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Fluorescence Modified Chitosan-Coated Magnetic Nanoparticles for High-Efficient Cellular Imaging
Nanoscale Research Letters volume 4, Article number: 287 (2009)
Labeling of cells with nanoparticles for living detection is of interest to various biomedical applications. In this study, novel fluorescent/magnetic nanoparticles were prepared and used in high-efficient cellular imaging. The nanoparticles coated with the modified chitosan possessed a magnetic oxide core and a covalently attached fluorescent dye. We evaluated the feasibility and efficiency in labeling cancer cells (SMMC-7721) with the nanoparticles. The nanoparticles exhibited a high affinity to cells, which was demonstrated by flow cytometry and magnetic resonance imaging. The results showed that cell-labeling efficiency of the nanoparticles was dependent on the incubation time and nanoparticles’ concentration. The minimum detected number of labeled cells was around 104by using a clinical 1.5-T MRI imager. Fluorescence and transmission electron microscopy instruments were used to monitor the localization patterns of the magnetic nanoparticles in cells. These new magneto-fluorescent nanoagents have demonstrated the potential for future medical use.
Magnetic iron oxide nanoparticles (MIONPs) have been extensively utilized for drug delivery, magnetic resonance imaging (MRI), hyperthermia techniques, cell separation, and tissue repair [1–5]. Especially, when used as a contrast agent for the MRI, MIONPs allow researchers and clinicians to enhance the tissue contrast of an area of interest by increasing the relaxation rate of water. Although native MIONPs appear to be the currently preferred cell-labeling materials, the relatively poor signal intensity of MIONPs on MRI limits their clinical utility. Hence, more efficient cellular-internalizing methods are highly preferable. Recent studies on the size effect [6, 7], surface chemistry [8, 9], targeting ligands , and assemblies of MIONPs under magnetic field  have been reported to improve the internalization of the contrast agent. However, the internalizing efficiency is still generally low as manifested by the requirement of a long-term incubation or a high concentration of particles with cells.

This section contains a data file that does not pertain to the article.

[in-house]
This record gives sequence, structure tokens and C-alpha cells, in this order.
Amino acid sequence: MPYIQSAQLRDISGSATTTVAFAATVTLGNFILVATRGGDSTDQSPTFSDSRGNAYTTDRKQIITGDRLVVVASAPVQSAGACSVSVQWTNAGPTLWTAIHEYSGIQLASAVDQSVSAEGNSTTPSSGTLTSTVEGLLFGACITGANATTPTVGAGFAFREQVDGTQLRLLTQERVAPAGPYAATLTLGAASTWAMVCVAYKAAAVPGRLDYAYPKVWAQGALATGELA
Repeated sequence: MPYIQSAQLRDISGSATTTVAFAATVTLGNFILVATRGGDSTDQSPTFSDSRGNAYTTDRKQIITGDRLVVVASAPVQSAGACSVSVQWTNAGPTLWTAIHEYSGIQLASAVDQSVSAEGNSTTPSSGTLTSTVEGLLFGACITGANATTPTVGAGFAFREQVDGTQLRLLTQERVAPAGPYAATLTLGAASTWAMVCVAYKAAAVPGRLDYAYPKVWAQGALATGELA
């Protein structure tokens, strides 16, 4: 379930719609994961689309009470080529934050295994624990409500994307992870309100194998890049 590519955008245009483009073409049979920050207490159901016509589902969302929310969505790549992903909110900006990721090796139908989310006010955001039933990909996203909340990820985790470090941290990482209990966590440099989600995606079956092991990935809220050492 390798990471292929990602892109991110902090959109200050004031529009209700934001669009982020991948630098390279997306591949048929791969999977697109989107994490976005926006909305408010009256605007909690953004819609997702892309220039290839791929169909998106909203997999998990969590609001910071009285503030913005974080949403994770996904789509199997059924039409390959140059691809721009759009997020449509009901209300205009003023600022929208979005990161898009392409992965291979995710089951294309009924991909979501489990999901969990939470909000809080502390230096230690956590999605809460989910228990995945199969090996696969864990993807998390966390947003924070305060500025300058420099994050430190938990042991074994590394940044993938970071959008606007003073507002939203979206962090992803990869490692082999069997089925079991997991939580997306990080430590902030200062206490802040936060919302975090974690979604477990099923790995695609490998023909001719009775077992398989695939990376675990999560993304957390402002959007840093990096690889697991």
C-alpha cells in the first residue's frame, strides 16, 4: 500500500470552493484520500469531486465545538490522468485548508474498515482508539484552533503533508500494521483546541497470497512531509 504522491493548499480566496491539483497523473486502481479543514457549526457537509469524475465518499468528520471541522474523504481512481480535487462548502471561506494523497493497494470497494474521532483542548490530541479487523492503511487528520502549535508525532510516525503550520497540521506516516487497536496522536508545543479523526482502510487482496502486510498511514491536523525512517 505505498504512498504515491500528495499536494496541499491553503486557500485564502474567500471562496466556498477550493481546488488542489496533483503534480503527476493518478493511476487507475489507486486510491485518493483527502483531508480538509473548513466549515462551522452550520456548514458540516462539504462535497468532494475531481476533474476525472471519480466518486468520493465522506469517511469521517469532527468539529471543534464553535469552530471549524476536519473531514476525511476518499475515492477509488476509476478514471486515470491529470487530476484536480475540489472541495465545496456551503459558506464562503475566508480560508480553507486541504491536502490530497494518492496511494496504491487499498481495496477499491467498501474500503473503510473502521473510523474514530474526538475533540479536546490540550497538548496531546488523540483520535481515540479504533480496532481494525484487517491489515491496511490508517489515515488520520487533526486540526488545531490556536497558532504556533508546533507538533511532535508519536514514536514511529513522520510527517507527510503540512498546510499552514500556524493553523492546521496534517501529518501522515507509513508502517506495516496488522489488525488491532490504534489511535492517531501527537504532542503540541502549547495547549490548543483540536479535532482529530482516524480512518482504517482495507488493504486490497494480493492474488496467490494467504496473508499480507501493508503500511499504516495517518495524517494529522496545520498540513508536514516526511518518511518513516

The stabilized MNPs in aqueous solutions are promising candidates for biomedical applications. One possible way is to encapsulate them with polymeric materials. Ideally, this polymeric material should be biocompatible and possess reactive functional groups for the further attachment of biomolecules. Chitosan is a natural poly-cationic polymer that has one amino group and two hydroxyl groups in the repeating hexosaminide residue. It is an ideal polymer in biological applications owing to their being hydrophilic, biocompatible, biodegradable, non-antigenic and nontoxic [12, 13]. In addition, chitosan is known to facilitate drug delivery across cellular barriers and transiently open the tight junctions between epithelial cells .
Fabrication of magnetic and optical imaging into a nanostructured system would greatly benefit in disease diagnosis in vivo as well as monitoring of living cells in situ [15–17]. Fluorescent dye molecules and quantum dots (QDs) are most predominantly used for biological staining and optical labeling [18–23]. Considerable research has been devoted to the combination of magnetic and fluorescent properties in a single nanocomposite, which could act as multi-targeting, multi-functional, and multi-treating tools. However, the synthetic procedure in previous studies requires the multi-step chemical treatments. Thus, we synthesize a simple and stable nanoprobe that exhibits magnetic and fluorescence properties for detection of cancer cell. The chemical synthesis is based on the covalent coupling of modified organic fluorophores with chitosan, which strongly interact with the surface of the ferric oxide nanoparticles (Fig. 1). The high cellular affinity and imaging efficacy of the nanoparticles have extensively been investigated using MRI and optical imaging.
Preparation and Characterization of FITC-Labeled Chitosan Nanoparticles